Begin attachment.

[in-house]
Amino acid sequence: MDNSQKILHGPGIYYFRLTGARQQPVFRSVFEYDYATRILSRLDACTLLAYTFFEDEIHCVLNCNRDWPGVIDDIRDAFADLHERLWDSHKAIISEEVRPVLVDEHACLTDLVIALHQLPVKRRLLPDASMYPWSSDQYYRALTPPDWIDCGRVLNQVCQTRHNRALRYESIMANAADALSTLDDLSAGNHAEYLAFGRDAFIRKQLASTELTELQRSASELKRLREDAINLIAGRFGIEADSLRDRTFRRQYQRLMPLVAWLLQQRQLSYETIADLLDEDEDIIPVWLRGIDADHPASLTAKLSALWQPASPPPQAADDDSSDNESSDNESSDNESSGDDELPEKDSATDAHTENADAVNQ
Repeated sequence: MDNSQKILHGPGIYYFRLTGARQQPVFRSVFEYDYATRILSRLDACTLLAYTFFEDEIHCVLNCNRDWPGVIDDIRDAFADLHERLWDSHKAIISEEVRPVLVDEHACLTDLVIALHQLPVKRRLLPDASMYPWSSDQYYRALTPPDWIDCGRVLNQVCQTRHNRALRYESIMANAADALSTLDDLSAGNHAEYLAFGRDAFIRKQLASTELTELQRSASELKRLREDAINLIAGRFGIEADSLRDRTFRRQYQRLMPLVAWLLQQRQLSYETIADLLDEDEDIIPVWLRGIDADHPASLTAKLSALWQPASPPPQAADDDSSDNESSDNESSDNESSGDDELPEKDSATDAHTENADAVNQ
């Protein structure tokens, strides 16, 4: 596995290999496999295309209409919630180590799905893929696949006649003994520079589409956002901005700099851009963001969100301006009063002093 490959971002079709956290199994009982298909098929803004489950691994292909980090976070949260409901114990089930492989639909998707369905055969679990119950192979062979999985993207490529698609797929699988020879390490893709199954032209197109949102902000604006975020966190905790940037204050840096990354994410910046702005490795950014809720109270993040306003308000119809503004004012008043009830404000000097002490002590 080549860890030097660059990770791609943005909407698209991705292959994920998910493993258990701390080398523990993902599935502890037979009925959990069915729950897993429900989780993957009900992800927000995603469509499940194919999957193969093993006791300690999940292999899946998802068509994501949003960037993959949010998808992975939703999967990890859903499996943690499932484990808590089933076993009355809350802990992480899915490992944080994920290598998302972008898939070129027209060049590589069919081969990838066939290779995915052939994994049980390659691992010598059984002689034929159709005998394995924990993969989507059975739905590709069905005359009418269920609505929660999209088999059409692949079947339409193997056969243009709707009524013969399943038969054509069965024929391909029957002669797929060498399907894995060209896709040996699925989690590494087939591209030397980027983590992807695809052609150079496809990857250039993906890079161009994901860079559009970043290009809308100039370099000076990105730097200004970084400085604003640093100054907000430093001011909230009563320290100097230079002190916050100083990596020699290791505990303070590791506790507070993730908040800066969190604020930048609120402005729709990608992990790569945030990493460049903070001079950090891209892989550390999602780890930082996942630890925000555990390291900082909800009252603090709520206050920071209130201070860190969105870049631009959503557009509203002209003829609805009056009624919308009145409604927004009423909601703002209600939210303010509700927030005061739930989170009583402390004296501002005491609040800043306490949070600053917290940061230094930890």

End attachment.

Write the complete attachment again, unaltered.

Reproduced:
[in-house]
Amino acid sequence: MDNSQKILHGPGIYYFRLTGARQQPVFRSVFEYDYATRILSRLDACTLLAYTFFEDEIHCVLNCNRDWPGVIDDIRDAFADLHERLWDSHKAIISEEVRPVLVDEHACLTDLVIALHQLPVKRRLLPDASMYPWSSDQYYRALTPPDWIDCGRVLNQVCQTRHNRALRYESIMANAADALSTLDDLSAGNHAEYLAFGRDAFIRKQLASTELTELQRSASELKRLREDAINLIAGRFGIEADSLRDRTFRRQYQRLMPLVAWLLQQRQLSYETIADLLDEDEDIIPVWLRGIDADHPASLTAKLSALWQPASPPPQAADDDSSDNESSDNESSDNESSGDDELPEKDSATDAHTENADAVNQ
Repeated sequence: MDNSQKILHGPGIYYFRLTGARQQPVFRSVFEYDYATRILSRLDACTLLAYTFFEDEIHCVLNCNRDWPGVIDDIRDAFADLHERLWDSHKAIISEEVRPVLVDEHACLTDLVIALHQLPVKRRLLPDASMYPWSSDQYYRALTPPDWIDCGRVLNQVCQTRHNRALRYESIMANAADALSTLDDLSAGNHAEYLAFGRDAFIRKQLASTELTELQRSASELKRLREDAINLIAGRFGIEADSLRDRTFRRQYQRLMPLVAWLLQQRQLSYETIADLLDEDEDIIPVWLRGIDADHPASLTAKLSALWQPASPPPQAADDDSSDNESSDNESSDNESSGDDELPEKDSATDAHTENADAVNQ
């Protein structure tokens, strides 16, 4: 596995290999496999295309209409919630180590799905893929696949006649003994520079589409956002901005700099851009963001969100301006009063002093 490959971002079709956290199994009982298909098929803004489950691994292909980090976070949260409901114990089930492989639909998707369905055969679990119950192979062979999985993207490529698609797929699988020879390490893709199954032209197109949102902000604006975020966190905790940037204050840096990354994410910046702005490795950014809720109270993040306003308000119809503004004012008043009830404000000097002490002590 080549860890030097660059990770791609943005909407698209991705292959994920998910493993258990701390080398523990993902599935502890037979009925959990069915729950897993429900989780993957009900992800927000995603469509499940194919999957193969093993006791300690999940292999899946998802068509994501949003960037993959949010998808992975939703999967990890859903499996943690499932484990808590089933076993009355809350802990992480899915490992944080994920290598998302972008898939070129027209060049590589069919081969990838066939290779995915052939994994049980390659691992010598059984002689034929159709005998394995924990993969989507059975739905590709069905005359009418269920609505929660999209088999059409692949079947339409193997056969243009709707009524013969399943038969054509069965024929391909029957002669797929060498399907894995060209896709040996699925989690590494087939591209030397980027983590992807695809052609150079496809990857250039993906890079161009994901860079559009970043290009809308100039370099000076990105730097200004970084400085604003640093100054907000430093001011909230009563320290100097230079002190916050100083990596020699290791505990303070590791506790507070993730908040800066969190604020930048609120402005729709990608992990790569945030990493460049903070001079950090891209892989550390999602780890930082996942630890925000555990390291900082909800009252603090709520206050920071209130201070860190969105870049631009959503557009509203002209003829609805009056009624919308009145409604927004009423909601703002209600939210303010509700927030005061739930989170009583402390004296501002005491609040800043306490949070600053917290940061230094930890």